Forest dept to bring out publication on census of animals inhabiting N Bengal
Kolkata: For the first time, the state Forest department, in coordination with the Union department of Environment, Forest and Climate Change, is coming out with a publication on the census of the wide variety of animals that inhabit the forests of North Bengal.
The exercise, that had started sometime in the middle of 2017, has already come to an end and the process of compilation of data is going on in full swing. "The National Tiger Conservation Authority (NTCA) will come out with a publication on the animal census, following which the state Forest department will also release a book on the findings," said Ravi Kant Sinha, Principal Chief Conservator of Forests, Wildlife and Chief Wildlife Warden, Bengal.
Census for animals like rhinoceros and elephants are conducted almost every year in the forest areas of North Bengal. Earlier, tiger census had been held in the Buxa forest. However, there has hardly been any attempt to have a comprehensive survey and subsequent release of data of the rich variety of animals that inhabit the forests of North Bengal that cover Jalpaiguri and Alipurduar districts.
The state Forest department had planned to cover the forests of Darjeeling Hills in the survey. However, they were compelled to shelve the plans, owing to the shutdown in the Hills that lasted for more than 100 days, thanks to the movement of Gorkha Janmukti Morcha, who had demanded a separate state.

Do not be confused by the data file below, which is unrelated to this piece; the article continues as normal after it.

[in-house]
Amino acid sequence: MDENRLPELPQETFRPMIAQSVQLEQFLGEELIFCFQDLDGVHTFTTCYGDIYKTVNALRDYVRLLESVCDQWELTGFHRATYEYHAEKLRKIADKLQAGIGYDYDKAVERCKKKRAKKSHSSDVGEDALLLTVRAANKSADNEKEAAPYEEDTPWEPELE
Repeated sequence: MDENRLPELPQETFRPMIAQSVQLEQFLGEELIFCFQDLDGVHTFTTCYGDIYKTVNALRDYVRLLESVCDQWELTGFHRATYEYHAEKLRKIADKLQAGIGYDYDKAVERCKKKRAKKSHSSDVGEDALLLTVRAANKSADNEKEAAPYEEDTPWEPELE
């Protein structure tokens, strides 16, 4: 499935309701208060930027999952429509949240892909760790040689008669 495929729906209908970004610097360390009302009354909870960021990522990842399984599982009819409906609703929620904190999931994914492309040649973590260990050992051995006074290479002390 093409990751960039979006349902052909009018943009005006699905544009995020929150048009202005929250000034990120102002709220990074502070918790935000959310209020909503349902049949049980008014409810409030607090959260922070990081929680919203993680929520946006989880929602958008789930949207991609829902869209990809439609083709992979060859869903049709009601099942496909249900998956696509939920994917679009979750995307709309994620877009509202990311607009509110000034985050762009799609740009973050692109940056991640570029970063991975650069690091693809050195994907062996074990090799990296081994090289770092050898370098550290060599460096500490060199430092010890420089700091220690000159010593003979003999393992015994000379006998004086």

"We had very little time, in which we have done a prey based survey of the animals in the Darjeeling Hills. Next year when we take up the survey, we will do it in a comprehensive manner," a senior official of the state Forest department said.
Some of the animals that have been spotted, include the Asian Golden Cat - also called the Asiatic Golden Cat and Temminck's cat, Marbled Cat - which has been listed as a Near Threatened species on the IUCN Red List and Asiatic Wild Dog - popularly known as Dhol, which has been categorised as Endangered in the IUCN Red List.
"It is for the first time ever that we have got evidence of the Crab Eating Mongoose, which also features in the Endangered list of IUCN," the senior official said. Various types of deer and Yellow Throated Marten have also been spotted.
The Forest department has also started organising bio-diversity camps in North Bengal, for arousing interest among researchers in wildlife. A camp has already been held at Neora Valley. "After the monsoon, similar camps will be held at Singalila and Sinchan Wildlife Sanctuaries," Sinha said.